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Perfians and Greeks like turns of nature found,
And the world's victor flood fubdued by found!
The pow'r of mufic all our hearts allow;
And what Timotheus was, is Dryden now.
Avoid extremes, and fhun the fault of fuch
Who ftill are pleas'd too little or too much.
At ev'ry trifle icorn to take offence;
That always fhews great pride; or little fenfe:
Thofe heads, as ftomachs, are not fure the best,
Which naufeate all, and nothing can digeft.
Yet let not each gay turn thy rapture move;
For fools admire, but men of fenfe approve:
As things feer large which we thro'miftsdefcry;
Duinels is ever apt to magnify.

Some foreign writers, fome our own, defpife;
The ancients only, or the moderns, prize.
Thus wit, like faith, by each man is applied
To one fmall fect, and all are damn'd beside.
Mealy they feek the bleffing to confine,
And force that fun but on a part to shine,
Which not alone the fouthern wit fublimes,
But ripens fpirits in cold northern climes;
Which from the firft has fhone on ages paft,
Enlights the prefent, and fhall warm the laft;
Tho each may feel increafes and decays,
And fee now clearer and now darker days.
Regard not then if wit be old or new,
But blame the falfe, and value ftill the true.
Some ne'er advance a judgment of their own,
But catch the fpreading notion of the town;
They reafon and conclude by precedent,
And own ftale nonfenfe which they ne'er invent.
judgeofauthors' names,not works; and then
Nor praife nor blame the writings, but the men.
Of all this fervile herd, the worst is he
That in proud dulnefs joins with quality:
A conftant critic at the great man's board,
To fetch and carry nonfenfe for my lord:
What woeful staff this madrigal would be,
Infome farv'd hackney fonnetteer, or me!
But let a lord once own the happy lines,
How the wit brightens ! how the ftyle refines!
Before his facred name flies ev'ry fault,
And each exalted stanza teems with thought!
The vulgar thus thro' imitation err;
As oft the learn'd by being fingular:
Such they fcorn the crowd, that if the throng
By chance go right, they purpofely go wrong:
So fchifmatics the plain believers quit,
And are but damned for having too much wit.
Se praife at morning what they blame atnight;
but always think the laft opinion right.

Mafe by thefe is like a miftrefs us'd;
This hour the's idoliz'd, the next abus'd;
While their weak heads, like towns unfortified,
Textfenfe and nonfenfe daily changetheirfide.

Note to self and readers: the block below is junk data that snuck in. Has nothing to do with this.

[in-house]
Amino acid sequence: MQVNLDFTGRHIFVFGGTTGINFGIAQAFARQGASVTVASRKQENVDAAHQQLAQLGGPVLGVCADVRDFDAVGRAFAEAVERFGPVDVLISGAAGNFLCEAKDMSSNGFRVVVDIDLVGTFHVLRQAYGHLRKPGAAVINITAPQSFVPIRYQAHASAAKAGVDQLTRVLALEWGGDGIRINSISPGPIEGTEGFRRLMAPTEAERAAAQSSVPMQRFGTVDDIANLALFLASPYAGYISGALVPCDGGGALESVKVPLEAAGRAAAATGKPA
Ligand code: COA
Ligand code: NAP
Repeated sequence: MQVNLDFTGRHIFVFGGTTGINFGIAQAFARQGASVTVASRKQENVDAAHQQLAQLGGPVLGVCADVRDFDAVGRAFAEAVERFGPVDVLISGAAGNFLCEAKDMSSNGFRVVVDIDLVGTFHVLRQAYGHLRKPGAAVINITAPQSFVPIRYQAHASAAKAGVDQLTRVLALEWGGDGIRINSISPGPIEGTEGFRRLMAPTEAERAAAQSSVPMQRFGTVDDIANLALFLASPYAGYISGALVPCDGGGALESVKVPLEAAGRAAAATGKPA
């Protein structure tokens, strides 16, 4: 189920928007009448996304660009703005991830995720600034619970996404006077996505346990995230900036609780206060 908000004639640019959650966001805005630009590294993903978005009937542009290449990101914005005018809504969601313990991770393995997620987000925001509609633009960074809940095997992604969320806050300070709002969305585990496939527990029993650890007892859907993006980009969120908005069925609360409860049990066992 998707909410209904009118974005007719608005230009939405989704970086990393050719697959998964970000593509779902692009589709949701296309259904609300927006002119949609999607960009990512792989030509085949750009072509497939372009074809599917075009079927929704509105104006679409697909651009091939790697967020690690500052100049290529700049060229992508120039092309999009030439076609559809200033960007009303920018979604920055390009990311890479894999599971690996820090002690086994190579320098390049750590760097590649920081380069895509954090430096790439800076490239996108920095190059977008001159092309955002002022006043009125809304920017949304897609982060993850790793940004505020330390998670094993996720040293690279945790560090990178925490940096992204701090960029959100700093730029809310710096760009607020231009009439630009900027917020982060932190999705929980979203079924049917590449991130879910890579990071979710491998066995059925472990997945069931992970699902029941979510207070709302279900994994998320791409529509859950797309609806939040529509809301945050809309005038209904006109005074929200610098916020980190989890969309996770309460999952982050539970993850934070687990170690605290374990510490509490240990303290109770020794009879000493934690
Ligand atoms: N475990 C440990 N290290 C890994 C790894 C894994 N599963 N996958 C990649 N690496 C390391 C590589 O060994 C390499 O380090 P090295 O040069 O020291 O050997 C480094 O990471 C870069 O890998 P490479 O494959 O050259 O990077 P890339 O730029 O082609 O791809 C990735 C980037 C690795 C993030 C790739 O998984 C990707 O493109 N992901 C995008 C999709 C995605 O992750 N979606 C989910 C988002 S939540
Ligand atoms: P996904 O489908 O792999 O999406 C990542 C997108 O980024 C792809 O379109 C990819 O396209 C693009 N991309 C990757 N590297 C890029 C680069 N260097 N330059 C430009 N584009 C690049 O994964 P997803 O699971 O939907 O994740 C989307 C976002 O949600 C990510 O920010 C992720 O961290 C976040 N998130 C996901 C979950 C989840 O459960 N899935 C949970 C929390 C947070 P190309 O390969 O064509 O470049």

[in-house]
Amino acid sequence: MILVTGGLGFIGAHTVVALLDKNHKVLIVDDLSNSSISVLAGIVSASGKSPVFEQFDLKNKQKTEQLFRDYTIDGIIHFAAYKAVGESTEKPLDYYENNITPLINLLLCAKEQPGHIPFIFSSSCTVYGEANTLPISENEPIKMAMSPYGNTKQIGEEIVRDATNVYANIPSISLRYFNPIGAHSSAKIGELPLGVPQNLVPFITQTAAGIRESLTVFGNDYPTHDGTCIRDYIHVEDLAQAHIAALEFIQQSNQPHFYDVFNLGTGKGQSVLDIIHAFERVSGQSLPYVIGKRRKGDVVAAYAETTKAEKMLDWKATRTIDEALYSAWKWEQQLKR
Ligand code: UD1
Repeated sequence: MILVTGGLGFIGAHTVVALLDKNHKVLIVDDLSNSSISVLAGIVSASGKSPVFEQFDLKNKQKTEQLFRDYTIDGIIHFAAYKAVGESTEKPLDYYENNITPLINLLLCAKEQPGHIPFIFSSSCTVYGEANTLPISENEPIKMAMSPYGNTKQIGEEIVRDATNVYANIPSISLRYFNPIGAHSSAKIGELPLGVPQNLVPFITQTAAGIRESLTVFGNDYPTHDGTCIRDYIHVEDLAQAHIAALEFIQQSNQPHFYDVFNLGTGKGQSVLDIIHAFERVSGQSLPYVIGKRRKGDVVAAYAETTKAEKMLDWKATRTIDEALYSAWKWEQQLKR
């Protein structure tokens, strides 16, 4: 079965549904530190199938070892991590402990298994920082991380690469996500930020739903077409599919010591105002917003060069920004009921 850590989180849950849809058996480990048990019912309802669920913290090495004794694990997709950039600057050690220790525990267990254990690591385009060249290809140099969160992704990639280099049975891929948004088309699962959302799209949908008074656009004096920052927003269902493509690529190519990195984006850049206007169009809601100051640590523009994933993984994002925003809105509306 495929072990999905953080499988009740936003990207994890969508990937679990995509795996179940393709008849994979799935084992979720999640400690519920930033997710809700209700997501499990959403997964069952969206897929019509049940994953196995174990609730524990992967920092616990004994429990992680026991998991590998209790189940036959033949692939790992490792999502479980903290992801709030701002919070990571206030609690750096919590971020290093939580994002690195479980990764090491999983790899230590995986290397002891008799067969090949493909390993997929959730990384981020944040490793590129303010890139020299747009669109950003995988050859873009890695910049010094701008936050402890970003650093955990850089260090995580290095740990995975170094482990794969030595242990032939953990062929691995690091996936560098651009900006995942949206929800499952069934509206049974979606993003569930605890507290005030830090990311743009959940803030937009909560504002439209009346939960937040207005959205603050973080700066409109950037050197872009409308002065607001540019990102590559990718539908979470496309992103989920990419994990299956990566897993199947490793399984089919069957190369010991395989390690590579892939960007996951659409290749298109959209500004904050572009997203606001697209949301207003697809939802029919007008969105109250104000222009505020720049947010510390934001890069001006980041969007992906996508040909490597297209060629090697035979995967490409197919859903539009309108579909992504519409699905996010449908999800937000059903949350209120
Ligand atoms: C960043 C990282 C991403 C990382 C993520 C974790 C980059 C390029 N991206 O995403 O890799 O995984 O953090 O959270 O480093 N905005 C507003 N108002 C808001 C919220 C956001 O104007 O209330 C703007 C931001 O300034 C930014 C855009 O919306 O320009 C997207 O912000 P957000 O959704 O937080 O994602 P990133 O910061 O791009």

Aik them the caufe; they're wifer ftill, they fay;
And till to-morrow's wifer than to day.
We think our fathers fools, fo wife we grow ;
Jur wifer fons, no doubt, will think us fo.
ace fchool-divines this zealous ifle o'erfpread;
Who knew moft fentences was deepest read:
ith, Gospel, all feem'd made to be difputed,
Ind none had fenfe enough to be confuted:

Scotifts and Thomifts now in peace remain
Amidft their kindred cobwebs in Duck-lane.
If faith itfelf has diff'rent dretes worn,
What wonder modes in witfhouldtaketheirturn!
Oft, leaving what is natural and fit,
The current folly proves the ready wit;
And authors think the reputation de,
Which lives as long as fools are pleas'd tolaugh.

Some valuing thofe of their own fide or mind,
Still make themselves the meature of mankind!
Fondly we think we honour merit then,
When we but praife ourfelves in other men.
Parties in wit attend on thofe of ftate,
And public faction doubles private hate.
Pride, malice, folly, againft Dryden rofe,
In various fhapes of parfons, critics, beaux:
But fenfe furviv'd when merry jefts were paft,
For rifing merit will buoy up at last.
Might he return, and blefs once more our eyes,
New Blackmores and new Milbourns muft arife:
Nay, fhould great Homer lift his awful head,
Zoilus again would start up from the dead.
Envy will merit, as its fhade, purfue;
But, like a fhadow, proves the fubftance true:
For envied wit, like Sol eclips'd, makes known
Th' oppofing body's groffnefs, not its own.
When firft that fun too pow'rful beams difplays,
It draws up vapours which obfcure its rays;
But ev'n thofe clouds at laft adorn its way,
Reflect new glories, and augment the day.

Be thou the firft true merit to befriend;
His praife is loft who itays till all commend.
Short is the date, alas! of modern rhymes,
And 'tis but juft to let them live betimes.
No longer now that golden age appears,
When patriarch wits furviv'd a thousand years
Now length of fame (our fecond life) is loft,
And bare threefcore is all e'en that can boaft i
Our fons their fathers' falling language fee,
And fuch as Chaucer is fhall Dryden be.
So when the faithful pencil has defign'd
Some bright idea of the mafter's mind,
Where a new world leaps out at his command,
And ready Nature waits upon his hand;
When the ripe colours foften and unite,
And fweetly melt into juft fhade and light;
When mellowing years theirfull perfection give,
And each bold figure just begins to live;
The treach'rous colours the fair art betray,
And all the bright creation fades away


Unhappy wit, like moft mistaken things,
Atones not for that envy which it brings.
In youth alone its empty praif we boalt;
But foon the fhort-liv'd vanity loft:
Like fome fair flow'r the early fpring fupplies
That gaily blooms, but ev'n in blooming dies.
What is this wit, which muft our cares employ?
The owner's wife, that other men enjoy:
Then moft our trouble ftill when moit admir'd,
And ftill the more we give, the more requir'd;
Whofe fame with pains we guard, but lole with
Sure fome to vex, but never all to pleafe: [eate,
Tis what the vicious fear, the virtuous thun,
By fools 'tis hated, and by knaves undone!

If wit fo much from ign'rance undergo,
Ah let not learning too commence its foe!
Of old, thofe met rewards who could excel,
And fuch wereprais'd who but endeavour'dwell:
Tho' triumphs were to gen'rals only due,
Crowns were referv'd to grace the foldiers too.